Beauty is also a problem for the curators at MERL who must make reasoned decisions, governed by considered policies about what items to collect, display and preserve, in which there is little room for the subjective. And yet. A row of hand-woven baskets; a line of wagons; a wall of wooden tools...

During the workshop we gathered around a table of objects collected by some of the Museum's founders. Kate and I both initially found it difficult to engage with them. We weren't sure how to respond; we didn't have the academic knowledge to engage with a discussion about farm tools. But we were struck by the stories of how they had been acquired in the late eighteenth and early nineteenth centuries, leading to the Museum's founding collection. As a collector sought to gather the important material elements of a shepherd's life, one of every kind of smock for example, it reminded us of a child compiling a football sticker album or acquiring the latest, Shepherd Barbie. But the piece that was missing, Kate suggested, was the shepherd himself. We knew nothing of him. Objects were sometimes taken out of use into the founders' collections. The UNESCO convention of 'Intangible Cultural Heritage' feels like a reaction against such an acquisitive museological approach that removed objects from people - and people from objects.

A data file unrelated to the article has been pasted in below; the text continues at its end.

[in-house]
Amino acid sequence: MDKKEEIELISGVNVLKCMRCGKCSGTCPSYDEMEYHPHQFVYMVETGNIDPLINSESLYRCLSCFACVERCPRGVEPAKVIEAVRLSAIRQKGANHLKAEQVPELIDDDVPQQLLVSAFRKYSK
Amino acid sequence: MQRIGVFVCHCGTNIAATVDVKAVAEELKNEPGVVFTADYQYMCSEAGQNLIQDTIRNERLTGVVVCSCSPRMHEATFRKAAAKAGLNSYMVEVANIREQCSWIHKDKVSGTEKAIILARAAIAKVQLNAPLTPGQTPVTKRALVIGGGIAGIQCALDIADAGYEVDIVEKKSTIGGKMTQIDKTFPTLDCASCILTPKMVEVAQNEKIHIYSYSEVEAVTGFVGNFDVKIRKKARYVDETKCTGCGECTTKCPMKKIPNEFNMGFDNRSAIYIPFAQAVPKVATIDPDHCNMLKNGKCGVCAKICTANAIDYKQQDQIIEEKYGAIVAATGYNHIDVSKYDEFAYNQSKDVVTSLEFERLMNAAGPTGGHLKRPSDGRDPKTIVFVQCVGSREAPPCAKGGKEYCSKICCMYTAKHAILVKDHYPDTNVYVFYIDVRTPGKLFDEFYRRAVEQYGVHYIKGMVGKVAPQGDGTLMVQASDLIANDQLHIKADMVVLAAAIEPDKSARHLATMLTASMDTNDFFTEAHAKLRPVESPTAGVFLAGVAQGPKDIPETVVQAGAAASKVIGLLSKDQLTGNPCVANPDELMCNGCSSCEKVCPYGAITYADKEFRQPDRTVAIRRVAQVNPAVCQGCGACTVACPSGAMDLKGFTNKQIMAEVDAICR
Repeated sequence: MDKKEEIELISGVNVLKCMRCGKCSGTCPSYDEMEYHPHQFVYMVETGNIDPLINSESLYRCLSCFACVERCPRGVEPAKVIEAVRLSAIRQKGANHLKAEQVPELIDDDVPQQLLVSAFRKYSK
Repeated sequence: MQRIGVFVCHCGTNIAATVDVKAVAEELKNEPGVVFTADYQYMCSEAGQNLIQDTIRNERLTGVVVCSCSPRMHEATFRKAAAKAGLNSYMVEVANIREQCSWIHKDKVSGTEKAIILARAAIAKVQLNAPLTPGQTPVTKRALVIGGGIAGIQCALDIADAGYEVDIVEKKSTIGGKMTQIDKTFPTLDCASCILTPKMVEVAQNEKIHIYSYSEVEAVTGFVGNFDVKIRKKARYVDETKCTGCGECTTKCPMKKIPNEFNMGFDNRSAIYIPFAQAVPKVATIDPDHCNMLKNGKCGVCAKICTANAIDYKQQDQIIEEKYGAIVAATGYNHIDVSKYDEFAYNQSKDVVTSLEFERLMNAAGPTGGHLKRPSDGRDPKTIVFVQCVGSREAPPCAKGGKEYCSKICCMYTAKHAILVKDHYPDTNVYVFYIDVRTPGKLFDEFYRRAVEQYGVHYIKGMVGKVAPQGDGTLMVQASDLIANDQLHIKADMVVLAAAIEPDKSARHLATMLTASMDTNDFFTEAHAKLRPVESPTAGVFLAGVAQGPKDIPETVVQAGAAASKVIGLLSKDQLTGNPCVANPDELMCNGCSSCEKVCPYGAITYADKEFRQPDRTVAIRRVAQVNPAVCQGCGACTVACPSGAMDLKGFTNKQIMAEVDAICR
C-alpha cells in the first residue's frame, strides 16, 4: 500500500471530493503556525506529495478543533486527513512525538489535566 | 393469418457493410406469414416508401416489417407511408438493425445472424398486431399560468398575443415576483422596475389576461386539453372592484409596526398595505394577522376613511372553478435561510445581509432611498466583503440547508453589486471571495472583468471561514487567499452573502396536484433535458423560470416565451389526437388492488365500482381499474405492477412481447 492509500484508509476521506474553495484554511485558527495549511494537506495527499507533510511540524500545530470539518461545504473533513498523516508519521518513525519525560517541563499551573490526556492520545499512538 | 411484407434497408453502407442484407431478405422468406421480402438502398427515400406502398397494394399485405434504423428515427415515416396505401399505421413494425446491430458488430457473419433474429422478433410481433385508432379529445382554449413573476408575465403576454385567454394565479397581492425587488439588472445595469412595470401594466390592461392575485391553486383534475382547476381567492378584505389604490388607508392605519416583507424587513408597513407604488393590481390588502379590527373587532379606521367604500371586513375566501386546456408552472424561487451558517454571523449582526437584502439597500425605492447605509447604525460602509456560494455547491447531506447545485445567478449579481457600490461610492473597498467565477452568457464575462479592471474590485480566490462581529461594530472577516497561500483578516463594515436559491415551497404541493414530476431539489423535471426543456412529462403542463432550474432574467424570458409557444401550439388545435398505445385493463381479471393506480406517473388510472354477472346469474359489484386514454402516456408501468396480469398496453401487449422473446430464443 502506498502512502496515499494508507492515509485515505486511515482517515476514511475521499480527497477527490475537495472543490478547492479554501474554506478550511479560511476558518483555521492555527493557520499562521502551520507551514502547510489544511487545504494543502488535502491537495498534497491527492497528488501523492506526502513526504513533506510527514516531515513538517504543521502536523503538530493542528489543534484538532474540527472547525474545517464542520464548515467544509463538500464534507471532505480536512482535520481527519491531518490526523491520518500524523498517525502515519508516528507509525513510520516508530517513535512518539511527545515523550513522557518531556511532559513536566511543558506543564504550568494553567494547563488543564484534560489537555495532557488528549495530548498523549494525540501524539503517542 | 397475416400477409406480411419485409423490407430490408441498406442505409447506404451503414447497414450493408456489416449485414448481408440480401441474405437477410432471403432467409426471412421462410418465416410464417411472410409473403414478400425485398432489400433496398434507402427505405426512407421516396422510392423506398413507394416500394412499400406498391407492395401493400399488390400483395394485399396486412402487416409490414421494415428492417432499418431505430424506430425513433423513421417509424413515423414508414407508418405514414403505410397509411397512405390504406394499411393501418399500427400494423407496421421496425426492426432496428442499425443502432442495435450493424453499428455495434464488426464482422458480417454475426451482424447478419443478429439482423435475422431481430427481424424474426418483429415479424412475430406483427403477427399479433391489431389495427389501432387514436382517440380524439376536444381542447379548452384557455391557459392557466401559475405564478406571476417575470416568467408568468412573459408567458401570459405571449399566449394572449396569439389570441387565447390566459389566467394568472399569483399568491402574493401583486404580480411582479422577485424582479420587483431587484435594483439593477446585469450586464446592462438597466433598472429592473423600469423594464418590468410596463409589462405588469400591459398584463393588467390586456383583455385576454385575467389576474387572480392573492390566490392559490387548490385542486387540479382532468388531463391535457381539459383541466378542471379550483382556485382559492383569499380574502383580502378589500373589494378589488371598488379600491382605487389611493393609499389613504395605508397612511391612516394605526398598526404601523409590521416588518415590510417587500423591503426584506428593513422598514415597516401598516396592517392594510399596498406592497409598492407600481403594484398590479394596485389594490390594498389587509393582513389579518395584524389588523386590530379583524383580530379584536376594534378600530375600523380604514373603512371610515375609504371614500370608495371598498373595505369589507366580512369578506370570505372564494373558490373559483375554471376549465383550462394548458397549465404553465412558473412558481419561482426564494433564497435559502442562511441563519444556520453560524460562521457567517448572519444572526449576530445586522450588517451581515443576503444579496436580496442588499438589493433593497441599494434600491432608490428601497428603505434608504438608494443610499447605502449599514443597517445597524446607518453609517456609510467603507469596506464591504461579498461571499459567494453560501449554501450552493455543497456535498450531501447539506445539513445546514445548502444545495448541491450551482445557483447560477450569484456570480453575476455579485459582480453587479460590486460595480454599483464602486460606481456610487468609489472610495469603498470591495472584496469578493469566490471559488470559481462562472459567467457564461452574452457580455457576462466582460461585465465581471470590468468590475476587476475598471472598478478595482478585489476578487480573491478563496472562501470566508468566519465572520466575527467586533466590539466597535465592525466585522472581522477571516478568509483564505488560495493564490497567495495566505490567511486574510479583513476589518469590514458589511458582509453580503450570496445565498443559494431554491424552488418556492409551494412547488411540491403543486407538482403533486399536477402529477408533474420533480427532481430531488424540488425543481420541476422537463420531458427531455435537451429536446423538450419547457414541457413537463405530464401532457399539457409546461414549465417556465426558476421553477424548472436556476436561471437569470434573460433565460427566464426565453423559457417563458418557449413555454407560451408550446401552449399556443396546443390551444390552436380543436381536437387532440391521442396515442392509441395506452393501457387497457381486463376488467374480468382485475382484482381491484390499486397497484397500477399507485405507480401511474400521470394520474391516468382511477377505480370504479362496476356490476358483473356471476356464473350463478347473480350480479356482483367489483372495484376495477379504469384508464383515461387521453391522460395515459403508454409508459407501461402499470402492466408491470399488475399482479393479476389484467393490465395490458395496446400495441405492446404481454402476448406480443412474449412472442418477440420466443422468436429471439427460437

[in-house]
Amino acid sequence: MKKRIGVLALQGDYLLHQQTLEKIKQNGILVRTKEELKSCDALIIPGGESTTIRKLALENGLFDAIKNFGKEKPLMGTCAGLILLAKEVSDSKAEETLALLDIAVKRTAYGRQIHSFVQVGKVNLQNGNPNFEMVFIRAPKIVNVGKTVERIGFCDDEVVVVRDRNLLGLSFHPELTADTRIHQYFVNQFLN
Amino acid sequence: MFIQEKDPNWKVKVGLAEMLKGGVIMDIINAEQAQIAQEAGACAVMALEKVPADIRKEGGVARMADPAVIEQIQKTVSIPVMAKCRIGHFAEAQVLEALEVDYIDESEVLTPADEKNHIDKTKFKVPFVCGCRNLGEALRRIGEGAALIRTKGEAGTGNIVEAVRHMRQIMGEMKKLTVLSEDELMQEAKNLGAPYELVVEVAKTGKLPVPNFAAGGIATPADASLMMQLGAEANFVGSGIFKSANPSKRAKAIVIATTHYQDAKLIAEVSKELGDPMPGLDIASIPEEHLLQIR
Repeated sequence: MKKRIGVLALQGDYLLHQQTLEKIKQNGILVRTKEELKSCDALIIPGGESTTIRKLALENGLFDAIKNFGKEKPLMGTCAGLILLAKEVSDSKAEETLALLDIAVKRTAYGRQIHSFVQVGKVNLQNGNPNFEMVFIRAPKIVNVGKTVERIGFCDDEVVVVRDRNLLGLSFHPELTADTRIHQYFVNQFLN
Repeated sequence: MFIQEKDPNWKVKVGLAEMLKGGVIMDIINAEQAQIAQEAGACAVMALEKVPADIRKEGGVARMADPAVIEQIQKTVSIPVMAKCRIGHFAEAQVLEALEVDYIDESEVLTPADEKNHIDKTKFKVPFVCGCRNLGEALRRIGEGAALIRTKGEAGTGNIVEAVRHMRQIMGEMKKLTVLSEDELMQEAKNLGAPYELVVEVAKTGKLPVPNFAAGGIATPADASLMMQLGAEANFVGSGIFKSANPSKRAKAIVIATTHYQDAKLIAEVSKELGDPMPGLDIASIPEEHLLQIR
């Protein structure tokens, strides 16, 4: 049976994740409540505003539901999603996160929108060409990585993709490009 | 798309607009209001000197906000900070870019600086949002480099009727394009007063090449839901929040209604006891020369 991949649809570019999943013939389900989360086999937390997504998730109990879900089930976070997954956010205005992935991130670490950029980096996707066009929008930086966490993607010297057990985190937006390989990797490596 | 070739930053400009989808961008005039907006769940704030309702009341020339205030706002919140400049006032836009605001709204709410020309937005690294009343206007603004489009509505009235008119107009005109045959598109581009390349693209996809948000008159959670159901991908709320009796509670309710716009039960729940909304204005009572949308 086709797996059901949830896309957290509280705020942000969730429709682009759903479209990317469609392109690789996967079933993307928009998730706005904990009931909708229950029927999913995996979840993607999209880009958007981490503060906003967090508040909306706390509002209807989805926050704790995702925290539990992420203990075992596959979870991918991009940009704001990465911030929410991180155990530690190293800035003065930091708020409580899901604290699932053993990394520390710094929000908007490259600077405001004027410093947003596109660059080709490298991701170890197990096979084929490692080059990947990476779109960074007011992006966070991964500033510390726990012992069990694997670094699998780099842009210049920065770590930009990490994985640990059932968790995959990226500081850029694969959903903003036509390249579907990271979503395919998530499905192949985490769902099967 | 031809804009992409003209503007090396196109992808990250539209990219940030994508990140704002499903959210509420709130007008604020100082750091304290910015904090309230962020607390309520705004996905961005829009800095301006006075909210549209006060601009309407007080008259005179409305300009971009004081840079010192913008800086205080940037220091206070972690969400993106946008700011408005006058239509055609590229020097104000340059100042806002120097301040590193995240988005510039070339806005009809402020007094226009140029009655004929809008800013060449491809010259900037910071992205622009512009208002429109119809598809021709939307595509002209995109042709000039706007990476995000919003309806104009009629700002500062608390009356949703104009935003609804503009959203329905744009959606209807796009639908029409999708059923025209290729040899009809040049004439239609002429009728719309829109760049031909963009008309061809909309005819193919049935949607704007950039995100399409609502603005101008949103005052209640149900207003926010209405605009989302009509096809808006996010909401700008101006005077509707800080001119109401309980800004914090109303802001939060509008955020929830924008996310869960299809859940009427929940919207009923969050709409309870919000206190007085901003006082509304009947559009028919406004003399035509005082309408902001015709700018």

Is the Museum itself the problem? Farming is an activity that is often associated with the past: an activity located in the countryside where older ways of life are believed to be upheld, whilst the metropolis is the place of change. For Kate and I, concerned with farming as a contemporary practice and its meaning today, such an assumption can be problematic, and a traditional museum inherently reinforces the conflation of farming with the past. It must house "stuff": objects, material, artefacts; and these will always be from the past, for as soon as they are acquired, they are fixed within the forward-moving trajectory of time.

Our collaboration for the Museum of English Rural Life will therefore revolve around challenging and resolving some of these problems, of restoring stories to objects, of being self-aware in our subjectivity and relationship with beauty; and understanding the stuff of museums through how objects are used by people.